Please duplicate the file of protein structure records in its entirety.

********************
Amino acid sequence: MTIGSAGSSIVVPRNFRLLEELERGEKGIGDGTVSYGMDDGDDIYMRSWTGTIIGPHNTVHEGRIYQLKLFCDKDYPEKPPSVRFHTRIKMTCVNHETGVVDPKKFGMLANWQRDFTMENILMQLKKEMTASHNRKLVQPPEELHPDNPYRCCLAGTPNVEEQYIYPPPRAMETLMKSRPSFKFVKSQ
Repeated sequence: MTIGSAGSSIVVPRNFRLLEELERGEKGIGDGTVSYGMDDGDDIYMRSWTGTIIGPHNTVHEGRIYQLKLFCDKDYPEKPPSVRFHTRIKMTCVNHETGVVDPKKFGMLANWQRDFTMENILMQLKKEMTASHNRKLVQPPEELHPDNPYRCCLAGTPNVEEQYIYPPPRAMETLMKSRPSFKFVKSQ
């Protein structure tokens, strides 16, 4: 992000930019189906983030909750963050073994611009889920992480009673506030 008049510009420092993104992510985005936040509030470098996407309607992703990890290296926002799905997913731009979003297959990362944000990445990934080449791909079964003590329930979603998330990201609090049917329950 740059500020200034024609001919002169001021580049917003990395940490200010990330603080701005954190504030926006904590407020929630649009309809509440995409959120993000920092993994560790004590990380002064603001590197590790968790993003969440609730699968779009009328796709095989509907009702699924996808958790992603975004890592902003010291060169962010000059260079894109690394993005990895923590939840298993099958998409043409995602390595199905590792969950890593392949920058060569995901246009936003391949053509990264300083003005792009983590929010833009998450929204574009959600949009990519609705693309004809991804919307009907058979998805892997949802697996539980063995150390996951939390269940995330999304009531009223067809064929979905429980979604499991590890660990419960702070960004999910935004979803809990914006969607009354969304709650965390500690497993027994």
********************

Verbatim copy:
Amino acid sequence: MTIGSAGSSIVVPRNFRLLEELERGEKGIGDGTVSYGMDDGDDIYMRSWTGTIIGPHNTVHEGRIYQLKLFCDKDYPEKPPSVRFHTRIKMTCVNHETGVVDPKKFGMLANWQRDFTMENILMQLKKEMTASHNRKLVQPPEELHPDNPYRCCLAGTPNVEEQYIYPPPRAMETLMKSRPSFKFVKSQ
Repeated sequence: MTIGSAGSSIVVPRNFRLLEELERGEKGIGDGTVSYGMDDGDDIYMRSWTGTIIGPHNTVHEGRIYQLKLFCDKDYPEKPPSVRFHTRIKMTCVNHETGVVDPKKFGMLANWQRDFTMENILMQLKKEMTASHNRKLVQPPEELHPDNPYRCCLAGTPNVEEQYIYPPPRAMETLMKSRPSFKFVKSQ
């Protein structure tokens, strides 16, 4: 992000930019189906983030909750963050073994611009889920992480009673506030 008049510009420092993104992510985005936040509030470098996407309607992703990890290296926002799905997913731009979003297959990362944000990445990934080449791909079964003590329930979603998330990201609090049917329950 740059500020200034024609001919002169001021580049917003990395940490200010990330603080701005954190504030926006904590407020929630649009309809509440995409959120993000920092993994560790004590990380002064603001590197590790968790993003969440609730699968779009009328796709095989509907009702699924996808958790992603975004890592902003010291060169962010000059260079894109690394993005990895923590939840298993099958998409043409995602390595199905590792969950890593392949920058060569995901246009936003391949053509990264300083003005792009983590929010833009998450929204574009959600949009990519609705693309004809991804919307009907058979998805892997949802697996539980063995150390996951939390269940995330999304009531009223067809064929979905429980979604499991590890660990419960702070960004999910935004979803809990914006969607009354969304709650965390500690497993027994």